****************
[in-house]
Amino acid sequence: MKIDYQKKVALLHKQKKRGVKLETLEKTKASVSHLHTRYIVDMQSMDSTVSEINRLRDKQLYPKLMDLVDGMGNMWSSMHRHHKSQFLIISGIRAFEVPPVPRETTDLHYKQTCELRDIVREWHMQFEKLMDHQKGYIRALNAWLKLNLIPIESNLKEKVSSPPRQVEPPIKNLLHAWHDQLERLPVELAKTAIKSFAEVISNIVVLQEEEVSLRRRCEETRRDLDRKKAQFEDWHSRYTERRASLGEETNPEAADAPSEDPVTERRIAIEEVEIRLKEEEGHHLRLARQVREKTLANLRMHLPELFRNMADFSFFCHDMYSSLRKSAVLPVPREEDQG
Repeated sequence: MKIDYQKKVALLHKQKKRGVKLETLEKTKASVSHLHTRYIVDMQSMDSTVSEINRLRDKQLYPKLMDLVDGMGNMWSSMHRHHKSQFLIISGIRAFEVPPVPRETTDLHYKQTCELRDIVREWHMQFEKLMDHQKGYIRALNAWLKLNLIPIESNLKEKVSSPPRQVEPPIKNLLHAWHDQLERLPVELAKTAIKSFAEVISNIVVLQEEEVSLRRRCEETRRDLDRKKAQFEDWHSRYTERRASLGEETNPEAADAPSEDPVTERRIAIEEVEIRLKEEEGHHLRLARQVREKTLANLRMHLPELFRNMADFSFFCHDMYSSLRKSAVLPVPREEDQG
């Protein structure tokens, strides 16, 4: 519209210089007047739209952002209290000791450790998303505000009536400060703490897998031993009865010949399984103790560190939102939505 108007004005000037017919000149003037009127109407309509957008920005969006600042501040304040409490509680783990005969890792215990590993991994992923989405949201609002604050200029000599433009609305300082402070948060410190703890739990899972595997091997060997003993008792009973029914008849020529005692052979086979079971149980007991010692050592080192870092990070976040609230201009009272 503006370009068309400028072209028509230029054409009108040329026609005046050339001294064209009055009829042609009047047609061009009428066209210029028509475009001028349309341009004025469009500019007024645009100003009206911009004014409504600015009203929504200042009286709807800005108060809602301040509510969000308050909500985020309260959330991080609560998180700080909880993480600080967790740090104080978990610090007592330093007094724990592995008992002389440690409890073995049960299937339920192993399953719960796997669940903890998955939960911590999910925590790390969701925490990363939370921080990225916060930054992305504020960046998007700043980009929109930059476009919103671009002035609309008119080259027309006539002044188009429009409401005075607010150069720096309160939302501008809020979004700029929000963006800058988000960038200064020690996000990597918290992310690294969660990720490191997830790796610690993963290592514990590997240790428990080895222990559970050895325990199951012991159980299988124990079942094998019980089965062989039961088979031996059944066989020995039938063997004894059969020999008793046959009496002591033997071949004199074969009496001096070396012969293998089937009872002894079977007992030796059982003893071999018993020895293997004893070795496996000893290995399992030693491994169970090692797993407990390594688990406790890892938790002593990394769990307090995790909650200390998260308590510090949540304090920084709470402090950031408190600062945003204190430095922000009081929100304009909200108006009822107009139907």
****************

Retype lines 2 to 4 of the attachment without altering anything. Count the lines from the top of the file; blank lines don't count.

Amino acid sequence: MKIDYQKKVALLHKQKKRGVKLETLEKTKASVSHLHTRYIVDMQSMDSTVSEINRLRDKQLYPKLMDLVDGMGNMWSSMHRHHKSQFLIISGIRAFEVPPVPRETTDLHYKQTCELRDIVREWHMQFEKLMDHQKGYIRALNAWLKLNLIPIESNLKEKVSSPPRQVEPPIKNLLHAWHDQLERLPVELAKTAIKSFAEVISNIVVLQEEEVSLRRRCEETRRDLDRKKAQFEDWHSRYTERRASLGEETNPEAADAPSEDPVTERRIAIEEVEIRLKEEEGHHLRLARQVREKTLANLRMHLPELFRNMADFSFFCHDMYSSLRKSAVLPVPREEDQG
Repeated sequence: MKIDYQKKVALLHKQKKRGVKLETLEKTKASVSHLHTRYIVDMQSMDSTVSEINRLRDKQLYPKLMDLVDGMGNMWSSMHRHHKSQFLIISGIRAFEVPPVPRETTDLHYKQTCELRDIVREWHMQFEKLMDHQKGYIRALNAWLKLNLIPIESNLKEKVSSPPRQVEPPIKNLLHAWHDQLERLPVELAKTAIKSFAEVISNIVVLQEEEVSLRRRCEETRRDLDRKKAQFEDWHSRYTERRASLGEETNPEAADAPSEDPVTERRIAIEEVEIRLKEEEGHHLRLARQVREKTLANLRMHLPELFRNMADFSFFCHDMYSSLRKSAVLPVPREEDQG
């Protein structure tokens, strides 16, 4: 519209210089007047739209952002209290000791450790998303505000009536400060703490897998031993009865010949399984103790560190939102939505 108007004005000037017919000149003037009127109407309509957008920005969006600042501040304040409490509680783990005969890792215990590993991994992923989405949201609002604050200029000599433009609305300082402070948060410190703890739990899972595997091997060997003993008792009973029914008849020529005692052979086979079971149980007991010692050592080192870092990070976040609230201009009272 503006370009068309400028072209028509230029054409009108040329026609005046050339001294064209009055009829042609009047047609061009009428066209210029028509475009001028349309341009004025469009500019007024645009100003009206911009004014409504600015009203929504200042009286709807800005108060809602301040509510969000308050909500985020309260959330991080609560998180700080909880993480600080967790740090104080978990610090007592330093007094724990592995008992002389440690409890073995049960299937339920192993399953719960796997669940903890998955939960911590999910925590790390969701925490990363939370921080990225916060930054992305504020960046998007700043980009929109930059476009919103671009002035609309008119080259027309006539002044188009429009409401005075607010150069720096309160939302501008809020979004700029929000963006800058988000960038200064020690996000990597918290992310690294969660990720490191997830790796610690993963290592514990590997240790428990080895222990559970050895325990199951012991159980299988124990079942094998019980089965062989039961088979031996059944066989020995039938063997004894059969020999008793046959009496002591033997071949004199074969009496001096070396012969293998089937009872002894079977007992030796059982003893071999018993020895293997004893070795496996000893290995399992030693491994169970090692797993407990390594688990406790890892938790002593990394769990307090995790909650200390998260308590510090949540304090920084709470402090950031408190600062945003204190430095922000009081929100304009909200108006009822107009139907």